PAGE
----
• As it stands, the A3 accounts for every fifth Audi registered worldwide
  • Chunky, steeply raked C-pillars are a design hallmark of the three-door A3 but they cut into rearward visibility a little
  • The reshaped headlights, with LED ‘eyebrow’ running lights, echoes the look of Audi’s bigger models
  • Rear lights are fed by LEDs but illuminated by reflected rather than direct light for a more emollient look
  • Twin exhaust tips are standard Sport model attire
  • The seats offer a low driving position for those who want one and provide plenty of adjustment and support
  • Entry and egress are awkward in this three-door car, but the amount of rear cabin space is respectable once you're settled in
  • New A3’s 365-litre boot is 15 litres bigger than the outgoing model’s and its false floor is flush with the load lip
  • There’s a lot of space in the front
  • The seven-inch motorised display is clear, bright and detailed. Points of interest database is easy to access, too
  • Intrument panel is smart and easy to read
  • In third gear, the A3 dispatches every 20mph increment between 20mph and 70mph in comfortably less than 5.0sec, which is brisk
  • We passed 60mph in 8.9sec, 0.3sec behind the time Audi says it should take to reach 62mph - a margin of no great importance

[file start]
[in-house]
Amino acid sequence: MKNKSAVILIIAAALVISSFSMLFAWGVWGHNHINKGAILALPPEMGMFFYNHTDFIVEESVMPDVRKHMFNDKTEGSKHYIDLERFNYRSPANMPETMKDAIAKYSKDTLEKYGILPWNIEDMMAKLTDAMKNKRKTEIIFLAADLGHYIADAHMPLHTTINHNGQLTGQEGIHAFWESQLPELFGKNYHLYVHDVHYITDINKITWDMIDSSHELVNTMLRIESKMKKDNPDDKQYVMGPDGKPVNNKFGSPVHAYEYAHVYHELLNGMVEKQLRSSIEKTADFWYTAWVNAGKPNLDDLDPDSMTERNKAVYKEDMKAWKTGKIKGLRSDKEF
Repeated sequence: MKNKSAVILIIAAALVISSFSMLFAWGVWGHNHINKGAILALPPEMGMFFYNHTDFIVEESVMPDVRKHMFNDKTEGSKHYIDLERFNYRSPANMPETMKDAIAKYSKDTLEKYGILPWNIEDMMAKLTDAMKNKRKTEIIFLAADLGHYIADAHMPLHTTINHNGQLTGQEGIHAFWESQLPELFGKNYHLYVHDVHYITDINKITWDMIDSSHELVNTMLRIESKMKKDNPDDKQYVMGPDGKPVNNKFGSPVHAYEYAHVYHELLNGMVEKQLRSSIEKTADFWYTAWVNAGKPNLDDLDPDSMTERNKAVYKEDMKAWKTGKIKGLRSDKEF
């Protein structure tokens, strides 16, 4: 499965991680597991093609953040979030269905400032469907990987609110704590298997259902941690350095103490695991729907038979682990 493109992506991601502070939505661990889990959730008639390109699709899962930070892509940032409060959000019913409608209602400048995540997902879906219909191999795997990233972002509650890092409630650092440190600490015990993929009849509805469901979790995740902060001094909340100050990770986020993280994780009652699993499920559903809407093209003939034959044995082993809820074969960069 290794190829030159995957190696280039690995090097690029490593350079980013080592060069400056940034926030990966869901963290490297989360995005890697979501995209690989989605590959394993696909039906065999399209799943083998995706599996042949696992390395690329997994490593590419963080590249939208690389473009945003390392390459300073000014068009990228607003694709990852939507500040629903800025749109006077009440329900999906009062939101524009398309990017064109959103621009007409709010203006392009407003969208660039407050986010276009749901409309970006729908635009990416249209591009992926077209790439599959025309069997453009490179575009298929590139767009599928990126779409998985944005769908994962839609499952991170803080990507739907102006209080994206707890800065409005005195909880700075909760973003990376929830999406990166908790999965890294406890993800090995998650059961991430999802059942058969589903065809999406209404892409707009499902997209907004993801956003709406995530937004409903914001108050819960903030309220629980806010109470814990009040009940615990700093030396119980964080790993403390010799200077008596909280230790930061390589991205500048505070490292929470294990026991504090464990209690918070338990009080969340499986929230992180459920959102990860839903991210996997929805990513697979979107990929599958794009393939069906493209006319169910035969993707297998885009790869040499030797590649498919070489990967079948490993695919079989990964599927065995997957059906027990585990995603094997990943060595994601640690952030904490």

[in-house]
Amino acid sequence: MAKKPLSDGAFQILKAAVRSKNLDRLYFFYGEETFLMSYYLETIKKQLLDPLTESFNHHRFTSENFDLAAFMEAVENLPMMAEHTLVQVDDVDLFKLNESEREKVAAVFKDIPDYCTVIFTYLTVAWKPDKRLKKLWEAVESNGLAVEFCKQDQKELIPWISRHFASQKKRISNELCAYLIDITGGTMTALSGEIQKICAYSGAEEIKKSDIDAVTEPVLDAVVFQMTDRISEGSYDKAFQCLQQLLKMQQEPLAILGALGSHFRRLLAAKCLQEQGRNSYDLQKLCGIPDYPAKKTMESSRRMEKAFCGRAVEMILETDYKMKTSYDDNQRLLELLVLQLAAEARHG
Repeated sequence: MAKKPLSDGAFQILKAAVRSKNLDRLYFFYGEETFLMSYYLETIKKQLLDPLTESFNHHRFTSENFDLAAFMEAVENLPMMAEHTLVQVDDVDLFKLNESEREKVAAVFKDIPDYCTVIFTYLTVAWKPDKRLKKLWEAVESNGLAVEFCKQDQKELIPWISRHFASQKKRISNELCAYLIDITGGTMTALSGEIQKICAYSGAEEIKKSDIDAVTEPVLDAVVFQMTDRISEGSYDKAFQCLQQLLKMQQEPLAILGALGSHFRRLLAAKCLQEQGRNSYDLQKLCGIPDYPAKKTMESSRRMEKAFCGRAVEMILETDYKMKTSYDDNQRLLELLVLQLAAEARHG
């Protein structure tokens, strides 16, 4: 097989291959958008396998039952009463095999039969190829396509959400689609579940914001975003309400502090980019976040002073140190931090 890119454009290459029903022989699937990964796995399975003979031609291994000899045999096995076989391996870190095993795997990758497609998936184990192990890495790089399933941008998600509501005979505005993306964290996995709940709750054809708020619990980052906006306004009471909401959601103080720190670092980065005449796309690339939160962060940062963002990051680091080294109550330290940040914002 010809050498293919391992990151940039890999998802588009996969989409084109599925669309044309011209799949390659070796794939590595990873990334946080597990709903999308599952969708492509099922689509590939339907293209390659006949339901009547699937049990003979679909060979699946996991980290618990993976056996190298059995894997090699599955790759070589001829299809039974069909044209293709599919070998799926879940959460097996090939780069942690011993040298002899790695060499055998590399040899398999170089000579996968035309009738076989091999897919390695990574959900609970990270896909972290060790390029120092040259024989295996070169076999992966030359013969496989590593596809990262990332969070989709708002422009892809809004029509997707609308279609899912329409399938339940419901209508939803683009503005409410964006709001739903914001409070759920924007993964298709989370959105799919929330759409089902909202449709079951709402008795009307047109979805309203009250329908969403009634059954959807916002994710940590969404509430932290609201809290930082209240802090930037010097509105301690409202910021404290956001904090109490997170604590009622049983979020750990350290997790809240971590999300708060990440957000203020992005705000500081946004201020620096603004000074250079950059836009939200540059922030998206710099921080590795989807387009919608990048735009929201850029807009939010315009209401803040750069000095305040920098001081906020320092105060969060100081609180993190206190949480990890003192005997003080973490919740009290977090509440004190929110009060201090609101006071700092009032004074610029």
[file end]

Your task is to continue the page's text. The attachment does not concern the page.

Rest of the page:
• 148bhp 2.0-litre TDI returned an impressive 47.5mpg overall and we’d expect most owners to do even better
  • Ride is relatively compliant, even in lowered Sport trim
  • Because this is a diesel, turn-in is not as sharp as the best petrol-powered cars in the class, but it’s keen enough
  • Audi A3 outclasses the premium hatch pack on everything except the drive

The Audi A3 always felt like the entry level Audi, even though after the arrival of the Audi A1, it no longer was. Its interior worked at a basic ergonomic level but the style and quality enjoyed by those rich enough to afford larger more expensive Audis was missing.

No longer. This A3 marks the point where Audi chose to democratise its brand values and bring them to a wider audience than ever before, a strategy of which only good can come in the long term.

Matt Saunders

Deputy road test editor
Have a look at the latches that hold the false boot floor in place and you’ll find springs that prevent it from rattling

It seems almost redundant to talk about the basics. Of course a perfect driving position is achievable for all bar the freakishly tall or short. The dials are paragons of clarity, what little switchgear there is laid out in such a simple, intuitive manner you wonder why all cars don’t follow suit. Maybe they will.

But it is the quality of the fittings that’s the real news here and the way they have been put together. It all looks so effortless that it’s tempting to think all those neat radii and millimetrically perfect panel fits just happened rather than being the result of years of blood, sweat and euros. But when you start pushing and prodding at the soft fabrics and plastics you soon realise there’s very little in here that merely looks the part.

It’s a spacious car too, at least in the front. Rear seat passengers have been deliberately denied more than adequate legroom to provide owner/occupiers with the grounds to spend more on the longer wheelbase A3 Sportback. The 365 litre boot is competitive in the class but no more.

Find an Autocar car review

Driven this week